Ruth

 
Old 05-12-2011, 07:26 PM   #8
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Re: understanding glucose numbers

Ruth, I don't take much medication. I will take Aleve when the headache get very bad. So many medications affect my balance that I stay away from them. I use to have migraines all the time when I was young and the past few years its not been much issue. This I think might be hormone related now. Haven't gone through menopause yet but been having some changes. I was prescribed Cymbalta for Fibro. My doctor actually calls it CSS. I didn't like the side affects. I seem to do better if I can get some sleep and just do topical things like massage and heat. I don't think the fibro is as bad as some people get. The first RH doctor didn't diagnosis it just said I have arthritis in my shoulder and put me on predinisone. I saw another RH doctor really for loosing my hair he did a bunch of blood work and checked me for the trigger points and said he thinks I have Fibro but also is into the CSS. Thanks for all your suggestions and input.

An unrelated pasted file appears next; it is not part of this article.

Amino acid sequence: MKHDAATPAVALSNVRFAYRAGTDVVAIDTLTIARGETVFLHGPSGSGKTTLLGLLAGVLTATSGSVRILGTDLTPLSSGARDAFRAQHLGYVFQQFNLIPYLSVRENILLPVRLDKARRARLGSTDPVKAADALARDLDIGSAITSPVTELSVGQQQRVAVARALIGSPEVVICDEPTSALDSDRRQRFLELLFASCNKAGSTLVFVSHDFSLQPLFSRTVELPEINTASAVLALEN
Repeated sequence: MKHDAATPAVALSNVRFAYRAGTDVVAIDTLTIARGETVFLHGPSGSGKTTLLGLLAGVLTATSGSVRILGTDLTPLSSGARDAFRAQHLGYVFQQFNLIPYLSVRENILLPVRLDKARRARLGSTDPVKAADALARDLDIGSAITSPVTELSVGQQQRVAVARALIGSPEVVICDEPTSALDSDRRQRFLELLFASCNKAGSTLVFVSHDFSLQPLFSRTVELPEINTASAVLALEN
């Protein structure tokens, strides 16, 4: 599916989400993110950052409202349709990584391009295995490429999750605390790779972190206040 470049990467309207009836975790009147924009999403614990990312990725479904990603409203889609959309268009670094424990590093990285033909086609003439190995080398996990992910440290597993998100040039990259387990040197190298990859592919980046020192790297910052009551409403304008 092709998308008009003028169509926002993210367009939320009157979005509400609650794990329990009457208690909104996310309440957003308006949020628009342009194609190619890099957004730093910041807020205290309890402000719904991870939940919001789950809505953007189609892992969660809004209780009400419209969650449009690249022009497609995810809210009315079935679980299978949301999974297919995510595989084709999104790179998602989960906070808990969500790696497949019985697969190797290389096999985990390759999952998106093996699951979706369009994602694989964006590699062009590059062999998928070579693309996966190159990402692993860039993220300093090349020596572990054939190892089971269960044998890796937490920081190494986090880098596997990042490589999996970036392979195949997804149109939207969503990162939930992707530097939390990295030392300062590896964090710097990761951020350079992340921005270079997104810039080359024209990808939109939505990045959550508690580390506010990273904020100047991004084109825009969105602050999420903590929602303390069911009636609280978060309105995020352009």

Linda